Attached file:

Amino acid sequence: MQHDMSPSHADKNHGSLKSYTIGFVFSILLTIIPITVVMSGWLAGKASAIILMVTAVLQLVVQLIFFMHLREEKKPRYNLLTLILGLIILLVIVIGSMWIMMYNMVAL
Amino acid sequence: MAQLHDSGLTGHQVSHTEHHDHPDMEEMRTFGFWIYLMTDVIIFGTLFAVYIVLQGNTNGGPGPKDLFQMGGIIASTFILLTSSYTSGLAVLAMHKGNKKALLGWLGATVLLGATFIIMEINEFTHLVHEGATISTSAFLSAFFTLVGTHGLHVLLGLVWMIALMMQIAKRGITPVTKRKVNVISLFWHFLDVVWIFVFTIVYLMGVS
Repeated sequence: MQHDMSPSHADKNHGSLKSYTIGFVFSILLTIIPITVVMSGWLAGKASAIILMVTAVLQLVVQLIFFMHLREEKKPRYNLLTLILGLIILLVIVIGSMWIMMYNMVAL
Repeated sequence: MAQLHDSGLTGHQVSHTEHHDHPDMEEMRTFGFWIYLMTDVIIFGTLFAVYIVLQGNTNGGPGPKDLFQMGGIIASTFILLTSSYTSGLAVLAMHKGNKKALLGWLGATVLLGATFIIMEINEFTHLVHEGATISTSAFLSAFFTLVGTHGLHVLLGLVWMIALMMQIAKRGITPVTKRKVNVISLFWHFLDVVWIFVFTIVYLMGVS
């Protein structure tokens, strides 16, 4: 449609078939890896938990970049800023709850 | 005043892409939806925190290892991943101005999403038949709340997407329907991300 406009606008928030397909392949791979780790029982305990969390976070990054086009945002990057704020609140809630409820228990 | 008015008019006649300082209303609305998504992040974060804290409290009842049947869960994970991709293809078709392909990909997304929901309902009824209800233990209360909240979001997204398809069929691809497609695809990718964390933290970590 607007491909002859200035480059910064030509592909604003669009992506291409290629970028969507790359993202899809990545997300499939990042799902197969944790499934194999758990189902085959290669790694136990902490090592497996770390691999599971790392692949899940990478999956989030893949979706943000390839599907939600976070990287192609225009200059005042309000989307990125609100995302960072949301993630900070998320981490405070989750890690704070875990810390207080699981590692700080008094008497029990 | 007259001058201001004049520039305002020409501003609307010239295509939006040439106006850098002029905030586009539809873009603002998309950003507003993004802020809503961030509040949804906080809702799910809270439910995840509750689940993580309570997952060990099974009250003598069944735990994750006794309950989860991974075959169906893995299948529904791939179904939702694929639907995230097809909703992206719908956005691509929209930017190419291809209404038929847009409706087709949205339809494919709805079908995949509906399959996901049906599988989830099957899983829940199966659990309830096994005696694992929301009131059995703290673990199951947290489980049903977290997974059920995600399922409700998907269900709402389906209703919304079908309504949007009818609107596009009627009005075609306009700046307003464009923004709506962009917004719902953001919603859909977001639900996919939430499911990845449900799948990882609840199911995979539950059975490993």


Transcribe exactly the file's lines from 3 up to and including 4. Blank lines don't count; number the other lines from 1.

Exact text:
Repeated sequence: MQHDMSPSHADKNHGSLKSYTIGFVFSILLTIIPITVVMSGWLAGKASAIILMVTAVLQLVVQLIFFMHLREEKKPRYNLLTLILGLIILLVIVIGSMWIMMYNMVAL
Repeated sequence: MAQLHDSGLTGHQVSHTEHHDHPDMEEMRTFGFWIYLMTDVIIFGTLFAVYIVLQGNTNGGPGPKDLFQMGGIIASTFILLTSSYTSGLAVLAMHKGNKKALLGWLGATVLLGATFIIMEINEFTHLVHEGATISTSAFLSAFFTLVGTHGLHVLLGLVWMIALMMQIAKRGITPVTKRKVNVISLFWHFLDVVWIFVFTIVYLMGVS